GPP is a strategy of integrational interests and mutual responsibilities with state-centric fragmentation over desires of influence, power dynamics, and rules. Through this strategy, great powers exhibit how they will pursue their state-centric interests with a shared role in rectifying orderly deficiencies, shortcomings, and threats to global stability and peace. GPP uses a mix of conventional tools of power with modernized instruments of strategic diplomacy to extend networkings that avoid asymmetric trends of power contestation. Lastly, GPP is not primarily concerned with expansion. Instead, it prices high strategic initiative for great power engagement that contributes revelatory strategies for great power competition, coexistence, and collaboration.

Advantages of Great Power Politics

Daniel Nexon attests that “competition among great powers cannot return, because it never really went away. Rivalries between leading states exist in every international system.” This statement is extremely accurate, especially in the post-Cold War period and now, as the US and others have jockeyed for power and influence in international relations despite living in the “long peace.” Coming off the Trump presidency that outright declared the return of GPC and China as an existential threat to American survival, along with his administration’s undervaluing US diplomacy as a key tool, GPP can offer the Biden administration pathways to resolve the worries and interests brought on by more dynamic strategic competition.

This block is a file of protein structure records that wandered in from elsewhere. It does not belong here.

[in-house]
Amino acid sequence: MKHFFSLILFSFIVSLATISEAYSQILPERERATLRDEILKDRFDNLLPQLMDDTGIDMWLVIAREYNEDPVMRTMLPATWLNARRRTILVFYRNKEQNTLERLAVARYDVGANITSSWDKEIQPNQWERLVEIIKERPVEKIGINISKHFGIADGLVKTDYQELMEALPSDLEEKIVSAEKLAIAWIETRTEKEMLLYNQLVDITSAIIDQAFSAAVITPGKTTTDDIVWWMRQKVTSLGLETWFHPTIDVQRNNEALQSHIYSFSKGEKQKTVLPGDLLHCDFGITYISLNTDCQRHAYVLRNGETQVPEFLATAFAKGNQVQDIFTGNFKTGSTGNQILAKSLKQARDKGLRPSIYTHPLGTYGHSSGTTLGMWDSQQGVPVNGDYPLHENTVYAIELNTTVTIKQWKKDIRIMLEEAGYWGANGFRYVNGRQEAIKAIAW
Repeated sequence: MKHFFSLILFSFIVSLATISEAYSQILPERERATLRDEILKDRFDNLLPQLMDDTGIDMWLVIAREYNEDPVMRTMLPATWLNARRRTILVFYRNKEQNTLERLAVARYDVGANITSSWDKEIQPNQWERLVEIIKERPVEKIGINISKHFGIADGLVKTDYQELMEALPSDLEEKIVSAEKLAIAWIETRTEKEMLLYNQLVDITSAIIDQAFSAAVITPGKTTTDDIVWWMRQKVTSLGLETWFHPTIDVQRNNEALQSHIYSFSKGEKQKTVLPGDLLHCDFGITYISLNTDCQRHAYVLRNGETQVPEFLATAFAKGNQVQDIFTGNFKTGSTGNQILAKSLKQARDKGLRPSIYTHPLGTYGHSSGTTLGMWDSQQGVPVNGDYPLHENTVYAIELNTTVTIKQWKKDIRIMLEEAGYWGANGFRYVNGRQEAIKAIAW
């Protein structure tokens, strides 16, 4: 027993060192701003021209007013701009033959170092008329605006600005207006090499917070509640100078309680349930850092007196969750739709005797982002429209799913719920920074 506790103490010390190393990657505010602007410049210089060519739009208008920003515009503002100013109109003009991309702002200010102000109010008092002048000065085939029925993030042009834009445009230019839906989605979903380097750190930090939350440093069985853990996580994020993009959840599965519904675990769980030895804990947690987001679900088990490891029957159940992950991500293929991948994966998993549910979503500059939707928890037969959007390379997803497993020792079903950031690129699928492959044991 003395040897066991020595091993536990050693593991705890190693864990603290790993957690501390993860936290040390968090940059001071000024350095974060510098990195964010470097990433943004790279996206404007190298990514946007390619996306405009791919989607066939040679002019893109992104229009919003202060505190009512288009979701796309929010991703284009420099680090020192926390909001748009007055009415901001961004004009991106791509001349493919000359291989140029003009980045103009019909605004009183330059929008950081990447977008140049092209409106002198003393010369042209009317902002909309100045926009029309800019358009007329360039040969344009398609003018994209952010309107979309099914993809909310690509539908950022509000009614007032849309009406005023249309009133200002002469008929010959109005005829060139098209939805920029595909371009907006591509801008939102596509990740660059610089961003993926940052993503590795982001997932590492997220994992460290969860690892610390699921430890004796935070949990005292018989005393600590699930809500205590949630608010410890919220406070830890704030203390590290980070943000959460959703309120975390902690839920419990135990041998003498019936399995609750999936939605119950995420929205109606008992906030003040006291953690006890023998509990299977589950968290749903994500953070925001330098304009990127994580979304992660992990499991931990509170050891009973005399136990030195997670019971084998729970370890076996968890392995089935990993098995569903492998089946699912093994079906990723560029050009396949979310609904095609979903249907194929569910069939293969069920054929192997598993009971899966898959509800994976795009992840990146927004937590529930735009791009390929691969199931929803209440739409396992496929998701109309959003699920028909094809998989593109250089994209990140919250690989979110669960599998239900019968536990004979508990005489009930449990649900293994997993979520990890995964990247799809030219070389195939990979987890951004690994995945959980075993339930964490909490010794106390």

By re-engaging America’s grand strategy with the expanding competition from different conditions of power in the multipolar rules-based order, Biden’s strategy of GPP can estimate the value of specific objectives at stake with America’s long-term great power interests. Moreover, GPP offers the US the much-needed recognition of growing competition in areas it long controlled with new significant areas that have consequences to American great power hegemony. Within this context, GPP offers the US a revelatory perspective to strategic competition as its long-term and is a means to achieve objectives relating to a state’s security, prosperity, and autonomy, and anchors responsibility for sharing global leadership on peace and stability initiatives.